52% of Young Americans Are Not College Students or Graduates

Posted February 2, 2017, By the Annie E. Casey Foundation

To secure living wages, tomorrow’s workforce must be educated and trained.

Yet, in 2015 — the latest full year in which data is available — only about one in every two youth, ages 18 to 24, was attending college or had already completed college.

The good news? This rate has improved 33% since 2000 (including an uptick among Latino youth in the last five years).

Although we have seen improvements, American Indian (30%), African American (39%) and Latino (39%) are less likely to be enrolled in or have completed college. The proportion of young Americans who are college graduates or current students ranges by state. The rate is highest, at 63%, in Massachusetts and lowest, at 31%, in Alaska.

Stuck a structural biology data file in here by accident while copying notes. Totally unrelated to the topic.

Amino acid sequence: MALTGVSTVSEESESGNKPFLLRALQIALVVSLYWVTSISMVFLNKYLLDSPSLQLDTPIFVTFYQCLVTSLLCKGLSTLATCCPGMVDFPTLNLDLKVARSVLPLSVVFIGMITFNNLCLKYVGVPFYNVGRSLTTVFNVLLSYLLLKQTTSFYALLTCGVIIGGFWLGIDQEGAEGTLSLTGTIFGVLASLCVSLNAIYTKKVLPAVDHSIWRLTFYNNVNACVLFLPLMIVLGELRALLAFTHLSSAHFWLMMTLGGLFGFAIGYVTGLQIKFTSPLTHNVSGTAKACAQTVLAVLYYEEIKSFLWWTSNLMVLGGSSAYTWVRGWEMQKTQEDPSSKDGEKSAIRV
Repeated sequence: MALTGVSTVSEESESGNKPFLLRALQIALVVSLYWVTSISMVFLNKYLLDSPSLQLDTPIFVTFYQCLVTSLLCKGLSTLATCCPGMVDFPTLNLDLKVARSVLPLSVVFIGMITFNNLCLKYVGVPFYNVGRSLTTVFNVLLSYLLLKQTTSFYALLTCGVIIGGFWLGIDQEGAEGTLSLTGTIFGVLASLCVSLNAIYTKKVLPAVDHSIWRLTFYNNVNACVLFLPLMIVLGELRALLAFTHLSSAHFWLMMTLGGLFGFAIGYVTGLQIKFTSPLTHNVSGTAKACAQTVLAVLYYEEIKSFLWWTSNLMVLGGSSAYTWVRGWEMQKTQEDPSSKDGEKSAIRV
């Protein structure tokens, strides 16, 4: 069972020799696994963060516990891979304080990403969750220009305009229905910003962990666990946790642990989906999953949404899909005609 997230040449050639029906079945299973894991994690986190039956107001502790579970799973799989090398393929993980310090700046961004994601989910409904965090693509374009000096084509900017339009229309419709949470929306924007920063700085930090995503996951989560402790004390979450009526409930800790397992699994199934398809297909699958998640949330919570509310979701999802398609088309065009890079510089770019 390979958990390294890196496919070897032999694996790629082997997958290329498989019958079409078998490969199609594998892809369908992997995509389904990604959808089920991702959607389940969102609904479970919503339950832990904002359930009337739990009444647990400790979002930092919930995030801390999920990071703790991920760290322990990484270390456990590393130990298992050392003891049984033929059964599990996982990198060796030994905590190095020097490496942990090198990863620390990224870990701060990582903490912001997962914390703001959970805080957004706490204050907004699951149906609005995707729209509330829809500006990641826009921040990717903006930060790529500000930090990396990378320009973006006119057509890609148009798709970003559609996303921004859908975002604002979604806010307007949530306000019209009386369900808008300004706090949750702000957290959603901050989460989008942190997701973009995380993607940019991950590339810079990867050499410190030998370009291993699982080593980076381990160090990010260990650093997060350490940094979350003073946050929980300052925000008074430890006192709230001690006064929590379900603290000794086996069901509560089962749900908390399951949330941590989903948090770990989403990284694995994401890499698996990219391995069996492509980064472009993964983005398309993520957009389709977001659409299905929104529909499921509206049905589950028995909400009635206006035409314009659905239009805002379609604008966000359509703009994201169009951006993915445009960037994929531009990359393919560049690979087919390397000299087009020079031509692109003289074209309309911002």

Education will play an increasingly important role in the future economy, ensuring youth have access to higher education and training is more critical than ever.

Explore more education data — at the state and national level — in the KIDS COUNT Data Center.

Teens ages 16 to 19 who are not in school and are not high school graduates by race
Teens ages 16 to 19 not in school and not working by race and ethnicity
Young adults ages 18 to 24 who are enrolled in or have completed college
Young adults ages 18 to 24 who are enrolled in or have completed college by race and ethnicity

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